A simple solution would be throttle the reactivity of pub/sub and only update new Cards content every let’s say 250 or 500ms. But I have no idea how to do that.

The main problem it seems is that the GC has trouble with cleaning up behind and big memory leaks (from 1 to over 8 Mb’s) are created. This will lead eventually to a restart of our Galaxy backend server (we do have a different server for front- and backend).

Here are also two pictures that illustrate the memory leak problem.

First one shows the GC managing it’s cleanup until 1.5 minutes into the data loading:

The second one is showing that the memory leak in picture 1 is coming from the observer:

Hope this additional information helps, @mexin was writing this late at night his time.

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This is going in the direction of “throttling” the pub/sub reactivity by replacing it with a manual polling via methods. It’s an interesting idea, thanks for that.

Apart from that, is there a chance to still keep the out-of-the-box minimongo magic (I like that term) and still throttle it somehow? It’s one of the main strengths of Meteor.

Right, now it makes sense to me. Great explanation.

Unfortunately, cannot help you with throttling publications. Have not needed to do this myself. Should such need arise, I’d likely start by looking into managing the publication manually via this.added, this.ready, this.changed and this.removed instead of just returning a cursor from it. Might be of help, perhaps. But not sure. The gist is here: https://guide.meteor.com/data-loading.html#custom-publication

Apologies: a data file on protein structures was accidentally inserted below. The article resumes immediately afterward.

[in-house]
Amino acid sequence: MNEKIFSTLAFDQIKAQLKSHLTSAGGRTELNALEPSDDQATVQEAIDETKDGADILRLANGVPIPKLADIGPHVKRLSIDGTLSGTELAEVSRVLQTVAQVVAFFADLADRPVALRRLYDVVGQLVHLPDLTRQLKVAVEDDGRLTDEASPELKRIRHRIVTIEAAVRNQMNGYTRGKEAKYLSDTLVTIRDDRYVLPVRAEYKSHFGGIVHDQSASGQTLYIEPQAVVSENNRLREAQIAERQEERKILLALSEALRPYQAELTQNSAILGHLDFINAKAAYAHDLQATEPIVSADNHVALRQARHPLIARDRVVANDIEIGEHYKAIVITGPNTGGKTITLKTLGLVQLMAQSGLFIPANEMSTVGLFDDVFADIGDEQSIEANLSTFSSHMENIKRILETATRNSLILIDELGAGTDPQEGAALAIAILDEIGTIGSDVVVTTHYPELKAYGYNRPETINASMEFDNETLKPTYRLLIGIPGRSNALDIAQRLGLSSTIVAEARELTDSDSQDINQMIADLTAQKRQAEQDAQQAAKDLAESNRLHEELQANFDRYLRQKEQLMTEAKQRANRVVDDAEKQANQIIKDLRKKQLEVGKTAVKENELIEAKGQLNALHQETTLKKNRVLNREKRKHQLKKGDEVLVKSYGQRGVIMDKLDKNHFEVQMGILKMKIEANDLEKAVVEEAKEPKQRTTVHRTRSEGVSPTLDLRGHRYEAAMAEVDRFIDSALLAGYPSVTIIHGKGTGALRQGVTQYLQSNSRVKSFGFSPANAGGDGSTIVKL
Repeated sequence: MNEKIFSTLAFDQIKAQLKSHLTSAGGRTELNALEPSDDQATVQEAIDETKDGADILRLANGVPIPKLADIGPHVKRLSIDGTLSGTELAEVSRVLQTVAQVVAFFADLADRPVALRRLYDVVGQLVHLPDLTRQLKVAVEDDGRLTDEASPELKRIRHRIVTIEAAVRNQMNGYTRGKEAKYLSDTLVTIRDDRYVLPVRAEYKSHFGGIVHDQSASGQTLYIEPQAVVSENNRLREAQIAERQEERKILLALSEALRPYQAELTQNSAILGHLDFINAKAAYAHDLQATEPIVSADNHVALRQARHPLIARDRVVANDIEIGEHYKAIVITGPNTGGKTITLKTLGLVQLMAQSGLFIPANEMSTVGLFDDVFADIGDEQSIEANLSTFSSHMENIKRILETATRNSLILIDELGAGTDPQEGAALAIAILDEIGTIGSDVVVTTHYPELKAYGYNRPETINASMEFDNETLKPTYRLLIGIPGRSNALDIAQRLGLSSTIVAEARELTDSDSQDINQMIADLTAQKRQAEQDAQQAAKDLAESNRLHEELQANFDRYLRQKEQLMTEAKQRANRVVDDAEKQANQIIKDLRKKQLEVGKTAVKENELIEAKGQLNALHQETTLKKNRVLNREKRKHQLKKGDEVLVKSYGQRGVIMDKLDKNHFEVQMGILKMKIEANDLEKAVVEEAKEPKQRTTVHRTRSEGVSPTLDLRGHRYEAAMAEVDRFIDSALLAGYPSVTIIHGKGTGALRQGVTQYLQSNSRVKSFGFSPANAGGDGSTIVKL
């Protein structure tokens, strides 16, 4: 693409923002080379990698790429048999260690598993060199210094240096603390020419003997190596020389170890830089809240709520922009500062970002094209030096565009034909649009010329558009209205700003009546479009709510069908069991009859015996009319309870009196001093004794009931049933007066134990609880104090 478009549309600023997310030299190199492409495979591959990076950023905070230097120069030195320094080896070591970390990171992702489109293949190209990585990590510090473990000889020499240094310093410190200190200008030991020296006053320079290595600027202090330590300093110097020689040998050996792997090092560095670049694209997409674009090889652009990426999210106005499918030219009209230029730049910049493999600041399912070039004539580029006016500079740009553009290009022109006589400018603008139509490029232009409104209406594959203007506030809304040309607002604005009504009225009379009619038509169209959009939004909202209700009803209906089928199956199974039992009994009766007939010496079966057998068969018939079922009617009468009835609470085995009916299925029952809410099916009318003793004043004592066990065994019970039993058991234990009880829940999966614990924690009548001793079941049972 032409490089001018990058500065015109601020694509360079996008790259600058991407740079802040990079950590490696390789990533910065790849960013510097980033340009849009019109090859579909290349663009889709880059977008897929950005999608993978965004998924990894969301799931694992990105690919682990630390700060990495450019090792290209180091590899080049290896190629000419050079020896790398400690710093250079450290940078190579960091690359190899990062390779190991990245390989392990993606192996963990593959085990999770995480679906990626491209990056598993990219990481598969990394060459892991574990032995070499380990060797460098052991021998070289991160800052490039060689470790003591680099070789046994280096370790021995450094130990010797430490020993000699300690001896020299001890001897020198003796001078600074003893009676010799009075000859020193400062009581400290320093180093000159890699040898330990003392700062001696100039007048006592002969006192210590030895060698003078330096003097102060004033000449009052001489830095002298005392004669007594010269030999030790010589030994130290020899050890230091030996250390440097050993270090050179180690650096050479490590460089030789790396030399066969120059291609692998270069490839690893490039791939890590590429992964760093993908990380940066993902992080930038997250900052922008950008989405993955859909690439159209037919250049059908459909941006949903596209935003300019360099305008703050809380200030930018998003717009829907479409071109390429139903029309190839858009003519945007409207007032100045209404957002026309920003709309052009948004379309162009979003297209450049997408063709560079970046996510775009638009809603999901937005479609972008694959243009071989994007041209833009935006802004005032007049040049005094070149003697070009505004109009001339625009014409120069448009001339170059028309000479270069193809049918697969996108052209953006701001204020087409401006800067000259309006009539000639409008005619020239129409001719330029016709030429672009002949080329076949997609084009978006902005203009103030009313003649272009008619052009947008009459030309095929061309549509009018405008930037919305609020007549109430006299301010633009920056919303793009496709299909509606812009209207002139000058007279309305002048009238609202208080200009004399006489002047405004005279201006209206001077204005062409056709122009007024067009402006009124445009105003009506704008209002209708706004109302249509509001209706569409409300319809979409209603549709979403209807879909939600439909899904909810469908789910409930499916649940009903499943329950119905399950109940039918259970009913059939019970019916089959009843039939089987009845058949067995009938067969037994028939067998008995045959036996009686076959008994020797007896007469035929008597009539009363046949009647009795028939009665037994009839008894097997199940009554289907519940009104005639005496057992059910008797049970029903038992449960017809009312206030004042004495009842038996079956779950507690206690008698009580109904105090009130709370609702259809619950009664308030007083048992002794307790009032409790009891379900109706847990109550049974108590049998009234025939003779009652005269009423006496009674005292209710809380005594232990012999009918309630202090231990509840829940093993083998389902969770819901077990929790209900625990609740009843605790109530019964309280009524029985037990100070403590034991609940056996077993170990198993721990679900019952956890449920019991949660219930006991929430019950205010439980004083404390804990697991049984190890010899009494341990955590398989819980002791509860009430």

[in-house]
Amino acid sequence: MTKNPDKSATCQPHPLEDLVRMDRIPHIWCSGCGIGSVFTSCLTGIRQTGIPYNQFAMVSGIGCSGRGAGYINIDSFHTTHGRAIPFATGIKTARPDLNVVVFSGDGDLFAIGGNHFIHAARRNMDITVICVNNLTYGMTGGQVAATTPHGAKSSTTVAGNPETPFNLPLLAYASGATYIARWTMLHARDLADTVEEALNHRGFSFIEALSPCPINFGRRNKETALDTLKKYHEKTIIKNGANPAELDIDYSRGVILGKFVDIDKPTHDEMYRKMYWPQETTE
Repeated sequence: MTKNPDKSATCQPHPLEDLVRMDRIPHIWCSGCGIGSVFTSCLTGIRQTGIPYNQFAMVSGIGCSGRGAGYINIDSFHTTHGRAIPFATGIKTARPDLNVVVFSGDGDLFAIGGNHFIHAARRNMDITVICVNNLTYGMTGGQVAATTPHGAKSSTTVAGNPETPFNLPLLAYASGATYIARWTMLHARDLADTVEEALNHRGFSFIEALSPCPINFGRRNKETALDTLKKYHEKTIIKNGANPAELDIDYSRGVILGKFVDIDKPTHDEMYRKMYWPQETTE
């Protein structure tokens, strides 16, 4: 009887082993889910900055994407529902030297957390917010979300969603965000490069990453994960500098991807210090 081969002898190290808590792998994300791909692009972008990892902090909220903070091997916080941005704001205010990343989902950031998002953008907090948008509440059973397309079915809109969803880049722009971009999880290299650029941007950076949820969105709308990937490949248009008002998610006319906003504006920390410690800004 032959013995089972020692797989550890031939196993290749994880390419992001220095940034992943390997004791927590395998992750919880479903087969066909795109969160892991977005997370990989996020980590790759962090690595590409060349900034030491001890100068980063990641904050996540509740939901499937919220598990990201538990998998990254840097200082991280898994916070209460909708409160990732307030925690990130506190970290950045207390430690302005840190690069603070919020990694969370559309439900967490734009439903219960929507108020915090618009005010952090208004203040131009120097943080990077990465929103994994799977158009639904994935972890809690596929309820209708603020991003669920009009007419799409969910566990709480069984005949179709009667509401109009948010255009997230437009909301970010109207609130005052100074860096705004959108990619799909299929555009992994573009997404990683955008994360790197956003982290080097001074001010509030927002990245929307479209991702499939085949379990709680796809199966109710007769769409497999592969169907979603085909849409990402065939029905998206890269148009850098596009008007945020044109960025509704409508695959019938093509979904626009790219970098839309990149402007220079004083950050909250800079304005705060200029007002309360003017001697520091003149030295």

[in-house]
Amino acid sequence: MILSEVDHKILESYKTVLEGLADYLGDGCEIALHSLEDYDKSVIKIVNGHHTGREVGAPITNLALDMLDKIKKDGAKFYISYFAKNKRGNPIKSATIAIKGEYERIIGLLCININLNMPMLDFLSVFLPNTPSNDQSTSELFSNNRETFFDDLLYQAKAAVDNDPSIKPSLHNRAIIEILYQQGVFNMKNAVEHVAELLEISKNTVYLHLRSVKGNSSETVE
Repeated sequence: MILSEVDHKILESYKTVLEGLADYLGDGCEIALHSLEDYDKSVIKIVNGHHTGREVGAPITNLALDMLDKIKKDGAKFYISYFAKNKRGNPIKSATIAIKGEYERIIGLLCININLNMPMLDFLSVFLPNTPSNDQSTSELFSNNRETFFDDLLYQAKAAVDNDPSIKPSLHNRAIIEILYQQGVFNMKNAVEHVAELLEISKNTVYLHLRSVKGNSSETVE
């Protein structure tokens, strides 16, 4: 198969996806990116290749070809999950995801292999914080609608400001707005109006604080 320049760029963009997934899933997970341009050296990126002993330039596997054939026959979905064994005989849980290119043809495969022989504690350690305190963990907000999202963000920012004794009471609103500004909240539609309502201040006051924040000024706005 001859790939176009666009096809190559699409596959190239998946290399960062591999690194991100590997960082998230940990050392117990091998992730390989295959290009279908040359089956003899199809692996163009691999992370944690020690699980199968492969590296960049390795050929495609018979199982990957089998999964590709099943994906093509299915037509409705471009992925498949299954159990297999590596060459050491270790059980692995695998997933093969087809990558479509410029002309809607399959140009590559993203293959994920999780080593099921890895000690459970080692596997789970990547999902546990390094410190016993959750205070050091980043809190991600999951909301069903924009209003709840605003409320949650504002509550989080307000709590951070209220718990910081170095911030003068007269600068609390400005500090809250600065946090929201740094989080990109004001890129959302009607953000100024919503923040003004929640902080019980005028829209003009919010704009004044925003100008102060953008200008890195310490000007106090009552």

Alternatively, if throttling doesn’t pan out or is too complex, why not solve the problem with…CSS! The whole issue here seems to be the 3-4 minutes that data is populated from outside sources. During this time there are a lot of changes to the data so probably whatever the user sees on the page in those minutes will be essentially branded as ‘incomplete’ or ‘subject to change’ anyway. So perhaps instead of displaying incomplete/jumping data to the user you could just display a loading icon and not fire up a subscription immediately (or subscribe to only a small subset of the data to keep the user’s eyes busy while loading most data in the background). Once the loading is done, trigger the subscription. I’d assume that if there’s no active subscription (or only a minimal one) during the loading process then the GC issues should also disappear, regardless of the 3rd party sources hammering the DB.

In UX land 3-4 minutes is an eternity, granted. But I’d say good visuals go a long way. For example, while the loading is in progress and loading icon spinning, perhaps fire off a method every 10 seconds to the server to query about the number of new cards received during the loading. Showing a dynamically changing text a la ‘240 cards received’ under the loading icon should help relieve the waiting anxiety. Of course, assuming this is a business app and the user will then inspect the loaded cards for a good hour or two after those couple of minutes. In social media land there is no way you’d survive a 3-4 minute loading time :slight_smile: